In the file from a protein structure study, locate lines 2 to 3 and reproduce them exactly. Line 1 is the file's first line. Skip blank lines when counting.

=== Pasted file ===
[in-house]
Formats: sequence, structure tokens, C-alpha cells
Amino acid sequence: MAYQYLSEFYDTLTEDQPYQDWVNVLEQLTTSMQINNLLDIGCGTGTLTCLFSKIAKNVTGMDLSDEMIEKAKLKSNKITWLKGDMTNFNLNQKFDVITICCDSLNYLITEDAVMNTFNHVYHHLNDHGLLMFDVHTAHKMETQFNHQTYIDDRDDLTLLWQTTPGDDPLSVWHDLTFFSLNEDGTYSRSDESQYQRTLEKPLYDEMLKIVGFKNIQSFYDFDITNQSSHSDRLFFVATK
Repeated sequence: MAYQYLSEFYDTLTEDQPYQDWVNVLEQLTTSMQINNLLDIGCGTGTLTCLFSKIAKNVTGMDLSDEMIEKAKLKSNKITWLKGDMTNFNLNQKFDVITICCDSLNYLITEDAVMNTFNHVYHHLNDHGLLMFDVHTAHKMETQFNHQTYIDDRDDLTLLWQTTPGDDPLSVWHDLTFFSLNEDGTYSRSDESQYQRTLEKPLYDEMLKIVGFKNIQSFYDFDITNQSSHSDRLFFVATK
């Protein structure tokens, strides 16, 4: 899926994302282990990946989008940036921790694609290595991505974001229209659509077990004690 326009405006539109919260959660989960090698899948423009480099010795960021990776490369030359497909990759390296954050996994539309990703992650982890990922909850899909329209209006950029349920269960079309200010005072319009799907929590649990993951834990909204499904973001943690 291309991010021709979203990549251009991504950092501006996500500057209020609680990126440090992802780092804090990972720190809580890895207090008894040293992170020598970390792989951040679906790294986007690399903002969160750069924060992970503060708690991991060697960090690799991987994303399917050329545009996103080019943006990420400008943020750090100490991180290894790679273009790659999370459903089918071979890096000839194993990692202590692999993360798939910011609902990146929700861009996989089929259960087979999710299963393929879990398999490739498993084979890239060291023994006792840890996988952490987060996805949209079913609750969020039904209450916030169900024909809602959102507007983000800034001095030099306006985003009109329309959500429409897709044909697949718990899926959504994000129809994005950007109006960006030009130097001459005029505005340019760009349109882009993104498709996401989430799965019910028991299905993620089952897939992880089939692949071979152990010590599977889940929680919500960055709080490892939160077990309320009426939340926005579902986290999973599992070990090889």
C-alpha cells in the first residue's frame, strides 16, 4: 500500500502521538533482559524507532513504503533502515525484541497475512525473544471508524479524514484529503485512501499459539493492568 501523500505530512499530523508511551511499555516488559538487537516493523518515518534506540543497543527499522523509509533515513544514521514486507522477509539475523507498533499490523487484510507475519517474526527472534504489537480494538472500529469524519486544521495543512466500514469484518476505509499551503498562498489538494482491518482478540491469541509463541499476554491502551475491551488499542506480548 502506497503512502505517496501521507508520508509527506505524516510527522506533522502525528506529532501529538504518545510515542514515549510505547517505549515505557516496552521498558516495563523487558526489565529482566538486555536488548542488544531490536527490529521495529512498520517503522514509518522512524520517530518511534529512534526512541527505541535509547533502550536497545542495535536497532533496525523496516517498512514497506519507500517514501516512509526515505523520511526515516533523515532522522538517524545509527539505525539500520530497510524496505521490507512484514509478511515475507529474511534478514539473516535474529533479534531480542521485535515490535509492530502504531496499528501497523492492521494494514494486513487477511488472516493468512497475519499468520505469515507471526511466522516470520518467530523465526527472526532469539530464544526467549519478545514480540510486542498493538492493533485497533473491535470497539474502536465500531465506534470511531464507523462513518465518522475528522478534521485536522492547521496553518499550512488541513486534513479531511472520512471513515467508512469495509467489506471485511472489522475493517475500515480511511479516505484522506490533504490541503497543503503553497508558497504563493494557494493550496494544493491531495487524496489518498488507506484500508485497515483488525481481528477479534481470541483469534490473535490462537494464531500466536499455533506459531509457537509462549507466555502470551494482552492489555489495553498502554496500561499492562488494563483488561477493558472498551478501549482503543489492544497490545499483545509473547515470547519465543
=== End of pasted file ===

Formats: sequence, structure tokens, C-alpha cells
Amino acid sequence: MAYQYLSEFYDTLTEDQPYQDWVNVLEQLTTSMQINNLLDIGCGTGTLTCLFSKIAKNVTGMDLSDEMIEKAKLKSNKITWLKGDMTNFNLNQKFDVITICCDSLNYLITEDAVMNTFNHVYHHLNDHGLLMFDVHTAHKMETQFNHQTYIDDRDDLTLLWQTTPGDDPLSVWHDLTFFSLNEDGTYSRSDESQYQRTLEKPLYDEMLKIVGFKNIQSFYDFDITNQSSHSDRLFFVATK